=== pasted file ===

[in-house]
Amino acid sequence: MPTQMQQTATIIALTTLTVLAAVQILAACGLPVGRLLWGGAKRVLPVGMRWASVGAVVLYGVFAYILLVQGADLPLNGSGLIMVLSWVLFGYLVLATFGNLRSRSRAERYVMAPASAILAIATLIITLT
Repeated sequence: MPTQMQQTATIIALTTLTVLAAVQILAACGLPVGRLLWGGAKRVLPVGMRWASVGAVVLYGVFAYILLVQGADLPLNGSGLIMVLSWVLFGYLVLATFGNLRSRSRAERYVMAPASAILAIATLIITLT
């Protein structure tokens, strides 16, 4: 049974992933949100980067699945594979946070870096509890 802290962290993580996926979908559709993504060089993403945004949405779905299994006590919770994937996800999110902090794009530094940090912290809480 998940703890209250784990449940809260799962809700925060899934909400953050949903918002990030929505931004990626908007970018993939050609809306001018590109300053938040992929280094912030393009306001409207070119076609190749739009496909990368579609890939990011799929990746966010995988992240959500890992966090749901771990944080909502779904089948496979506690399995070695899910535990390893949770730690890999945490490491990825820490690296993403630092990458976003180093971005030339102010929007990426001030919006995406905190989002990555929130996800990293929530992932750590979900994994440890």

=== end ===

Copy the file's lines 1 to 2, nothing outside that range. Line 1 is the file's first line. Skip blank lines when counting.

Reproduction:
[in-house]
Amino acid sequence: MPTQMQQTATIIALTTLTVLAAVQILAACGLPVGRLLWGGAKRVLPVGMRWASVGAVVLYGVFAYILLVQGADLPLNGSGLIMVLSWVLFGYLVLATFGNLRSRSRAERYVMAPASAILAIATLIITLT